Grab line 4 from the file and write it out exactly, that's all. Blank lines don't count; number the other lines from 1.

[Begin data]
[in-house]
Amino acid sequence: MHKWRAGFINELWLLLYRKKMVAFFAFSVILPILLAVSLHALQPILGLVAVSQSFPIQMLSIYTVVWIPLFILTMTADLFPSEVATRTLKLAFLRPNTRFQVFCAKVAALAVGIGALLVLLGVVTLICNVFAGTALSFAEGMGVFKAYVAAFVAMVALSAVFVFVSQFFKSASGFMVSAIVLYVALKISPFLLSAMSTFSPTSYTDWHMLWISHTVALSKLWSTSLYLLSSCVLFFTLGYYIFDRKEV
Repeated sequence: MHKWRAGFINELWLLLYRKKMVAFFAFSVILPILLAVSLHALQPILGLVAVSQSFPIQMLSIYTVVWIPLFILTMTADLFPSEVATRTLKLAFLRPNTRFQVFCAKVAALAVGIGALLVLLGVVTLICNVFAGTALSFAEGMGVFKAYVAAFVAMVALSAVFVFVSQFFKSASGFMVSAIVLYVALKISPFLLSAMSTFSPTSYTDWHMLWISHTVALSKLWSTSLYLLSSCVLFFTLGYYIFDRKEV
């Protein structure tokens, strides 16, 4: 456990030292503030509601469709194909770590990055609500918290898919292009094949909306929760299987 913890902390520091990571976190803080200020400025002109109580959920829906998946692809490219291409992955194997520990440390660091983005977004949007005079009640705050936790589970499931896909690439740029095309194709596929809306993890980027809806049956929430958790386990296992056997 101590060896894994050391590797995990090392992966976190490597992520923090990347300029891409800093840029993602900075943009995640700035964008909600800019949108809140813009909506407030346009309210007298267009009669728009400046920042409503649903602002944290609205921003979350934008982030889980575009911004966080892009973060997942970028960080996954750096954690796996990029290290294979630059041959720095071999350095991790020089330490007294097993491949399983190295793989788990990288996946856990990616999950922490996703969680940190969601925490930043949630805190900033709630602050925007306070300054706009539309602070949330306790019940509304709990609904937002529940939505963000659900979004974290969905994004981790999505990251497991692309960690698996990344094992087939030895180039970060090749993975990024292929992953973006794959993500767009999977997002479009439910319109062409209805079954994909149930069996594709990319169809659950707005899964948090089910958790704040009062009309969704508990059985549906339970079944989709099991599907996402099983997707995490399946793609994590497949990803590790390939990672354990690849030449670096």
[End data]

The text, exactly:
């Protein structure tokens, strides 16, 4: 456990030292503030509601469709194909770590990055609500918290898919292009094949909306929760299987 913890902390520091990571976190803080200020400025002109109580959920829906998946692809490219291409992955194997520990440390660091983005977004949007005079009640705050936790589970499931896909690439740029095309194709596929809306993890980027809806049956929430958790386990296992056997 101590060896894994050391590797995990090392992966976190490597992520923090990347300029891409800093840029993602900075943009995640700035964008909600800019949108809140813009909506407030346009309210007298267009009669728009400046920042409503649903602002944290609205921003979350934008982030889980575009911004966080892009973060997942970028960080996954750096954690796996990029290290294979630059041959720095071999350095991790020089330490007294097993491949399983190295793989788990990288996946856990990616999950922490996703969680940190969601925490930043949630805190900033709630602050925007306070300054706009539309602070949330306790019940509304709990609904937002529940939505963000659900979004974290969905994004981790999505990251497991692309960690698996990344094992087939030895180039970060090749993975990024292929992953973006794959993500767009999977997002479009439910319109062409209805079954994909149930069996594709990319169809659950707005899964948090089910958790704040009062009309969704508990059985549906339970079944989709099991599907996402099983997707995490399946793609994590497949990803590790390939990672354990690849030449670096």